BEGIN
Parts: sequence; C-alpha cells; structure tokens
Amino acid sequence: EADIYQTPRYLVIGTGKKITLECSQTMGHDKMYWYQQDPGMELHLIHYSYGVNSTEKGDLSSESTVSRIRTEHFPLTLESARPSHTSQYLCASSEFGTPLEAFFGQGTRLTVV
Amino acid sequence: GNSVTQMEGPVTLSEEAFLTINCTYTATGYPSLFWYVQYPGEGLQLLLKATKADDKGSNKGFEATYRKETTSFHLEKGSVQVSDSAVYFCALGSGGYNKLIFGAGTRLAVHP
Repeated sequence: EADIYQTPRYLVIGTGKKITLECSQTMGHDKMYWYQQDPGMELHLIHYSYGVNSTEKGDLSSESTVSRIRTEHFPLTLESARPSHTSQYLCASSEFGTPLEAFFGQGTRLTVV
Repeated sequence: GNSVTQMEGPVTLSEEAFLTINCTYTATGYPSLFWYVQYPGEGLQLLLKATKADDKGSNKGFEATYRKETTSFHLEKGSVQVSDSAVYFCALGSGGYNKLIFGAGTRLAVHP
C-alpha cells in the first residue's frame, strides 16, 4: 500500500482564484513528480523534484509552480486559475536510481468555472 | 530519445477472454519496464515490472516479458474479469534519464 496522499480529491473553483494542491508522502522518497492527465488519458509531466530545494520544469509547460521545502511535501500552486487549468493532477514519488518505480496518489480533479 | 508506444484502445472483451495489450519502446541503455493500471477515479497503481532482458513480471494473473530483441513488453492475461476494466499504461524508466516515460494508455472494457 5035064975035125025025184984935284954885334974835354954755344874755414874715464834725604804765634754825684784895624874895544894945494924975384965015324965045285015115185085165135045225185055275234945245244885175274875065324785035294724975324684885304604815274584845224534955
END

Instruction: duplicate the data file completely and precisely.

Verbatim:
Parts: sequence; C-alpha cells; structure tokens
Amino acid sequence: EADIYQTPRYLVIGTGKKITLECSQTMGHDKMYWYQQDPGMELHLIHYSYGVNSTEKGDLSSESTVSRIRTEHFPLTLESARPSHTSQYLCASSEFGTPLEAFFGQGTRLTVV
Amino acid sequence: GNSVTQMEGPVTLSEEAFLTINCTYTATGYPSLFWYVQYPGEGLQLLLKATKADDKGSNKGFEATYRKETTSFHLEKGSVQVSDSAVYFCALGSGGYNKLIFGAGTRLAVHP
Repeated sequence: EADIYQTPRYLVIGTGKKITLECSQTMGHDKMYWYQQDPGMELHLIHYSYGVNSTEKGDLSSESTVSRIRTEHFPLTLESARPSHTSQYLCASSEFGTPLEAFFGQGTRLTVV
Repeated sequence: GNSVTQMEGPVTLSEEAFLTINCTYTATGYPSLFWYVQYPGEGLQLLLKATKADDKGSNKGFEATYRKETTSFHLEKGSVQVSDSAVYFCALGSGGYNKLIFGAGTRLAVHP
C-alpha cells in the first residue's frame, strides 16, 4: 500500500482564484513528480523534484509552480486559475536510481468555472 | 530519445477472454519496464515490472516479458474479469534519464 496522499480529491473553483494542491508522502522518497492527465488519458509531466530545494520544469509547460521545502511535501500552486487549468493532477514519488518505480496518489480533479 | 508506444484502445472483451495489450519502446541503455493500471477515479497503481532482458513480471494473473530483441513488453492475461476494466499504461524508466516515460494508455472494457 5035064975035125025025184984935284954885334974835354954755344874755414874715464834725604804765634754825684784895624874895544894945494924975384965015324965045285015115185085165135045225185055275234945245244885175274875065324785035294724975324684885304604815274584845224534955